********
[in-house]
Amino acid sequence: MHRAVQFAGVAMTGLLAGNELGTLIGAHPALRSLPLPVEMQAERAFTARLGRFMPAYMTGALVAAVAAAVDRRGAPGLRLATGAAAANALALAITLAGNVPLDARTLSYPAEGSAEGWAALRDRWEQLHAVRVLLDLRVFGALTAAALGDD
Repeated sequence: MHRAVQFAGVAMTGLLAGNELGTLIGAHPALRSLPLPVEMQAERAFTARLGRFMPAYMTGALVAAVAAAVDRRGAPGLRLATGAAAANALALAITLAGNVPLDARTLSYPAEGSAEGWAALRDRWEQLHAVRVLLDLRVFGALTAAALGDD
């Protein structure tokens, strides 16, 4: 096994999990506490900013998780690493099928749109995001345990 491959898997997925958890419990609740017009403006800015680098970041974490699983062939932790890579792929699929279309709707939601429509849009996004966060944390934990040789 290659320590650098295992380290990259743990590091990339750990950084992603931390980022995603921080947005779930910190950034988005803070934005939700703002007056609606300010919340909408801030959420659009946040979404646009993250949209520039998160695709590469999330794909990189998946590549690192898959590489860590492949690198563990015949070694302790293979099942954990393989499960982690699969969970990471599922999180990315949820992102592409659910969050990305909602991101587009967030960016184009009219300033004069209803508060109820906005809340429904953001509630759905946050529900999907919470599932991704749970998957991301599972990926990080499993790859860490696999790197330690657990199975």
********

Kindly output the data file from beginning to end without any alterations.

[in-house]
Amino acid sequence: MHRAVQFAGVAMTGLLAGNELGTLIGAHPALRSLPLPVEMQAERAFTARLGRFMPAYMTGALVAAVAAAVDRRGAPGLRLATGAAAANALALAITLAGNVPLDARTLSYPAEGSAEGWAALRDRWEQLHAVRVLLDLRVFGALTAAALGDD
Repeated sequence: MHRAVQFAGVAMTGLLAGNELGTLIGAHPALRSLPLPVEMQAERAFTARLGRFMPAYMTGALVAAVAAAVDRRGAPGLRLATGAAAANALALAITLAGNVPLDARTLSYPAEGSAEGWAALRDRWEQLHAVRVLLDLRVFGALTAAALGDD
């Protein structure tokens, strides 16, 4: 096994999990506490900013998780690493099928749109995001345990 491959898997997925958890419990609740017009403006800015680098970041974490699983062939932790890579792929699929279309709707939601429509849009996004966060944390934990040789 290659320590650098295992380290990259743990590091990339750990950084992603931390980022995603921080947005779930910190950034988005803070934005939700703002007056609606300010919340909408801030959420659009946040979404646009993250949209520039998160695709590469999330794909990189998946590549690192898959590489860590492949690198563990015949070694302790293979099942954990393989499960982690699969969970990471599922999180990315949820992102592409659910969050990305909602991101587009967030960016184009009219300033004069209803508060109820906005809340429904953001509630759905946050529900999907919470599932991704749970998957991301599972990926990080499993790859860490696999790197330690657990199975």